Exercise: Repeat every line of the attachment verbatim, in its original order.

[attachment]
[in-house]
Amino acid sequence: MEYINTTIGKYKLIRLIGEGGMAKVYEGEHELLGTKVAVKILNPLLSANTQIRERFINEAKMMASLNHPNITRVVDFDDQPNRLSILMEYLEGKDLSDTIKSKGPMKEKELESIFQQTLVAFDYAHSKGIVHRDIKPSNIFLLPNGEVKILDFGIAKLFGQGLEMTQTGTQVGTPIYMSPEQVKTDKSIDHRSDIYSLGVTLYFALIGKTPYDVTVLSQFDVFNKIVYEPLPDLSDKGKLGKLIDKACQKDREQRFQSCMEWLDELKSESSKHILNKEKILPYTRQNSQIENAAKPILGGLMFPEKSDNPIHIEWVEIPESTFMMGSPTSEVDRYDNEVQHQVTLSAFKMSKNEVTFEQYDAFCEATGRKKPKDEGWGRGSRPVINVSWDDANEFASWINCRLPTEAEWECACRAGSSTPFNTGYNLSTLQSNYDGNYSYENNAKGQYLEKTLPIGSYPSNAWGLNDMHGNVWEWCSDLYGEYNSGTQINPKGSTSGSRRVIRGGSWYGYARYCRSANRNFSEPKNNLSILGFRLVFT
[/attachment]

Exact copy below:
[in-house]
Amino acid sequence: MEYINTTIGKYKLIRLIGEGGMAKVYEGEHELLGTKVAVKILNPLLSANTQIRERFINEAKMMASLNHPNITRVVDFDDQPNRLSILMEYLEGKDLSDTIKSKGPMKEKELESIFQQTLVAFDYAHSKGIVHRDIKPSNIFLLPNGEVKILDFGIAKLFGQGLEMTQTGTQVGTPIYMSPEQVKTDKSIDHRSDIYSLGVTLYFALIGKTPYDVTVLSQFDVFNKIVYEPLPDLSDKGKLGKLIDKACQKDREQRFQSCMEWLDELKSESSKHILNKEKILPYTRQNSQIENAAKPILGGLMFPEKSDNPIHIEWVEIPESTFMMGSPTSEVDRYDNEVQHQVTLSAFKMSKNEVTFEQYDAFCEATGRKKPKDEGWGRGSRPVINVSWDDANEFASWINCRLPTEAEWECACRAGSSTPFNTGYNLSTLQSNYDGNYSYENNAKGQYLEKTLPIGSYPSNAWGLNDMHGNVWEWCSDLYGEYNSGTQINPKGSTSGSRRVIRGGSWYGYARYCRSANRNFSEPKNNLSILGFRLVFT